Like all major technology changes, the adoption of MQB and the other platforms has presented a number of challenges, in both a practical and a financial sense. In 2014, reports emerged of difficulties with MQB at various VW plants around the world, and with the programme estimated by US bank Morgan Stanley to have cost the OEM nearly $70 billon already, the pressure to achieve a worthwhile return was clearly pressing. In mid-2014, production chief Michael Macht left VW when these problems emerged, and since then the company has been remarkably quiet on the financial success or otherwise of the MQB platform. Morgan Stanley has estimated that the successful adoption of MQB could save VW as much as $19 billion a year by 2019, with a gross margin of 10%. When the MQB concept was launched, talk was of 20% savings on component costs and a 20% reduction in the time required to launch a car. In 2014, there were suggestions that cost overruns at Wolfsburg especially were causing a great deal of concern at board level and indeed within the financial community.
The early signs are that MQB has not made a substantial difference to group financial performance. In 2013, the passenger-car division achieved a 6.4% return on sales, rising to 6.8% in 2014, but the company’s guidance to the markets for 2015 is that this figure will be in the range of 6-7%, suggesting either minimal growth or even a decline. It is likely to be some time before the financial success of MQB is proven; having invested so much, the company has little choice but to continue down this path.
A posher platform for Porsche
At the upper end of the Group’s line-up, Porsche, Bentley and Lamborghini will all use the MSB platform developed by Porsche. This is sufficiently flexible to allow rear- or all-wheel-drive, along with front-, mid- or rear-engine positioning. The three variants should produce a range of vehicles, such as:
- The mid-engine, rear- or all-wheel drive, next-generation Cayman and Boxster and a replacement for the Lamborghini Aventador
- The front-engine, rear- and all-wheel-drive Bentley Continental series, Porsche Panamera and planned sub-Panamera model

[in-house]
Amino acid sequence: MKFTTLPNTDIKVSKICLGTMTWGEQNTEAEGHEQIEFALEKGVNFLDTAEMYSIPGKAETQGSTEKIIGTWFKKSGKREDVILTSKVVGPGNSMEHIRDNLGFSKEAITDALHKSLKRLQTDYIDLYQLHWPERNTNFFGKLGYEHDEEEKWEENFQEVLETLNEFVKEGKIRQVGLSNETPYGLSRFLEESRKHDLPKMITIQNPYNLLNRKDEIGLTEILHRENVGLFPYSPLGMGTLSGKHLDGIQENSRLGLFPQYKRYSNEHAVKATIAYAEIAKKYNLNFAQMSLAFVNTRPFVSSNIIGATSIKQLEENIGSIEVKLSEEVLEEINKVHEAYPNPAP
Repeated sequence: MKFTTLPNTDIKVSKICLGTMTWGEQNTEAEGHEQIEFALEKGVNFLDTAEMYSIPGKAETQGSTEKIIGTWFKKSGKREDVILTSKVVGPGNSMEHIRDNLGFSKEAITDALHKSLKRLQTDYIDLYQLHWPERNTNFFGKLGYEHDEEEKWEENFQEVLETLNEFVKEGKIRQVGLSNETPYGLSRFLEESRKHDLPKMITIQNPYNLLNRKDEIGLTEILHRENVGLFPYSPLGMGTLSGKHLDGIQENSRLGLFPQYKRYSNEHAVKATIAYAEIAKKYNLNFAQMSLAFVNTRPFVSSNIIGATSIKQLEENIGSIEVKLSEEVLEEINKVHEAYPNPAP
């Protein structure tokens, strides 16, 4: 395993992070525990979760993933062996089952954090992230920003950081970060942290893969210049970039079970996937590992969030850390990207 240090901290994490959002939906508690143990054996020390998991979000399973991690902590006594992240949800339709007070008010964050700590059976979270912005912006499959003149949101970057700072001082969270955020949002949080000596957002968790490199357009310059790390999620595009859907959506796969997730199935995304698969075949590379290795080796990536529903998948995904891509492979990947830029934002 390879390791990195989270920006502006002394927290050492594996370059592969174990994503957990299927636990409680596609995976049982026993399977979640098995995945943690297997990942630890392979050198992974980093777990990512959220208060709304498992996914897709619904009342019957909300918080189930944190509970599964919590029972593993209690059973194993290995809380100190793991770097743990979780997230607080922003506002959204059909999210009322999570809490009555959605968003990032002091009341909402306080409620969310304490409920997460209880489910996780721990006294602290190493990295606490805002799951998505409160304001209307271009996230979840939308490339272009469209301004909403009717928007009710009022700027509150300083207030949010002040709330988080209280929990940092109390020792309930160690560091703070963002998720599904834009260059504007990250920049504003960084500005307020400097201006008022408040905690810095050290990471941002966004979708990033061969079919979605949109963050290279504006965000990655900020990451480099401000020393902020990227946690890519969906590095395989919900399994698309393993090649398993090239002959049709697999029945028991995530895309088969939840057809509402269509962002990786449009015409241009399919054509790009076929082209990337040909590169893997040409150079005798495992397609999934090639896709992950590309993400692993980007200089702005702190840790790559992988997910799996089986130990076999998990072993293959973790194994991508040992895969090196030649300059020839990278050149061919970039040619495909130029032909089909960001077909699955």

- The rear-engine Porsche 911.
One of the key features of the MSB platform is that it offers major advances in weight over existing platforms, weighing around 90kg less than the current Panamera platform, as a result of using a combination of high-strength steels and aluminium. Exactly which Audi models will actually use this platform remains to be seen; there have been reports of VW strategists wanting Audi to use it for the next A8 and the rumoured A9 flagship sports car, but also of Audi engineers declining to do so, much to the annoyance of the financial managers at headquarters. Audi’s engineers are understood to be much keener on developing all their future models on the MLB platform which they are leading, and are more than happy for Porsche to use this for the Cayenne and for Lamborghini to use it for its own future SUV.
In summary, four platforms will underpin all future VW Group models, although by far the most important will be the MQB, covering over 80% of VW models, almost all of the Seat and Skoda ranges, as well as some of the smaller Audis. A significant sum has been invested worldwide, in Europe, China, South Africa, Brazil, Mexico and the US, and the success of the models coming out of these plants is essential for the platform strategy to prove its value. Given the sums invested, however, the downturn in China could not have come at a worse time for VW; it will be interesting to watch the number of Golfs, A3s, Lavidas and others which are made in China over the next year or so.